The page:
Sebelius chimes in on Medicaid expansion debates in Kansas, Missouri
Kansas City Mo. ? Former Kansas Gov. and U.S. Health and Human Services Secretary Kathleen Sebelius returned to the Midwest on Wednesday to chime in on growing debates in Kansas and Missouri over whether those states should expand their Medicaid programs, as allowed under the federal Affordable Care Act.
“In Kansas, a hospital just closed,” Sebelius said, referring to the pending closure of a community hospital in Independence, in southeast Kansas.
“The CEO of that hospital said there were a number of financial pressures, as there are in a lot of small towns, but he particularly identified the failure of the Kansas Legislature to push forward the Medicaid expansion as one of the significant cost issues that they just couldn’t balance anymore,” she said.
But Michael Cannon, a health care analyst for the conservative Cato Institute, said lower-income children and families would fare no better under an expanded Medicaid program and may actually be worse off than they would be in the private health care market.
“We shouldn’t be looking at Medicaid as a jobs program that’s supposed to keep hospitals in business and keep people employed there,” he said. “The point of Medicaid is to provide health care to the poor, to improve the health of the poor.”
“The problem is,” he continued, “that there is not evidence to show Medicaid actually helps the people it’s intended to help.”
Sebelius and Cannon were among the speakers during a panel discussion sponsored by American Public Square, a project of the University of Missouri-Kansas City, that tries to promote “civil discourse” about controversial social and political topics.
Sebelius, a Democrat, served as HHS Secretary when that law was passed in 2009 and continued in that job during the first troubled years of its implementation.
As it was originally written, the Affordable Care Act required states to expand their Medicaid programs to cover all individuals in households with incomes up to 138 percent of the poverty level.
In Kansas and many other states, Medicaid is only available to low-income elderly and disabled residents, as well as low-income parents of dependent children. But the income limit for working-age, able-bodied adults is about one-third of the federal poverty level, or $7,644 a year for a family of three.
To pay for that expansion, the federal law reduced a certain kind of Medicare reimbursement to hospitals, payments that compensated them for treating large numbers of uninsured individuals.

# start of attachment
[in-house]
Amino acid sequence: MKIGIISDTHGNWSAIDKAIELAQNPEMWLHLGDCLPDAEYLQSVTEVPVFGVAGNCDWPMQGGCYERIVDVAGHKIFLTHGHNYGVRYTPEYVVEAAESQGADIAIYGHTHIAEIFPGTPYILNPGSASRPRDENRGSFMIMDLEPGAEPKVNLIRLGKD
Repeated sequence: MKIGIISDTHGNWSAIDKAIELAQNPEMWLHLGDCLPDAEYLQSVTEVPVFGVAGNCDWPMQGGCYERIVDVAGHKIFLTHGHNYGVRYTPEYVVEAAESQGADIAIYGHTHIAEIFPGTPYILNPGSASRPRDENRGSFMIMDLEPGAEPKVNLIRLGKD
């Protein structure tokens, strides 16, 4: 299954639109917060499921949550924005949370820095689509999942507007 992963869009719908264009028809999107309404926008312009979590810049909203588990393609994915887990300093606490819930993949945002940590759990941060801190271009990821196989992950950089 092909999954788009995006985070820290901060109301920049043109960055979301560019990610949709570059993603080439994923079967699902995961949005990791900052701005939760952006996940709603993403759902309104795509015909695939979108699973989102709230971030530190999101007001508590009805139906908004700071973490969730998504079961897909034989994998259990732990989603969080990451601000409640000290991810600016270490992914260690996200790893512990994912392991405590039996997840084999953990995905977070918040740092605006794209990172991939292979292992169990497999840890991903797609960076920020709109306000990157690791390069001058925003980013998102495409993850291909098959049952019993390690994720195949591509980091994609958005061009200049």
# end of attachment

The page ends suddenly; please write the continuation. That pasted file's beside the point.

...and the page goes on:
Sebelius said the idea behind that was that Medicaid expansion and other parts of the health reform law were supposed to greatly reduce the number of uninsured people, and therefore the hospitals would no longer need that subsidy.
But the U.S. Supreme Court later overturned the mandate that states expand their Medicaid programs, ruling instead that Medicaid expansion had to be an option for states. Since then, about 29 states have chosen to expand Medicaid; Kansas and Missouri have not.
As a result, hospitals like the one in Independence are receiving lower Medicare reimbursements. However, they are not seeing a reduction in the number of uninsured patients they treat, and they are not getting more Medicaid reimbursements.
The forum at UMKC came at a time when the debate over Medicaid expansion is heating up, especially in Kansas, where Democrats have recently vowed to make it a central issue in the 2016 elections and where a spokeswoman for Republican Gov. Sam Brownback recently called the idea “morally reprehensible.”
In an email message to political supporters this week, Brownback’s deputy communications director Melika Willoughby claimed that expanding Medicaid would divert health care resources away from the elderly and disabled, in favor of people who are less needy.
“Medicaid expansion creates new entitlements for able-bodied adults without dependents, prioritizing those who choose not to work before intellectually, developmentally and physically disabled, the frail and elderly, and those struggling with mental health issues,” Willoughby wrote. “This isn’t just bad policy, this is morally reprehensible.”
“It’s just nuts,” Sebelius said in response to that statement during a separate phone interview before Wednesday’s panel discussion. “I did see the statement, and it is just flat-out wrong.
“I think what the governor is probably talking about is that they have built an incredible waiting list because of budget shortfalls,” she said. “And to somehow suggest that this is the moral high ground, to leave people without health care is, to me, just an unbelievable argument to make.”
Since resigning as HHS Secretary in 2014, Sebelius has launched her own consulting firm that manages what she calls a “portfolio” of activities.
She serves on the boards of four different companies and does consulting work for a few others. She also does health policy analysis for the Aspen Institute.
Sebelius said she plans to be active supporting Democratic candidates in the 2016 elections but has not yet endorsed a presidential candidate.
She also emphatically ruled out the possibility of running for elected office anytime in the foreseeable future.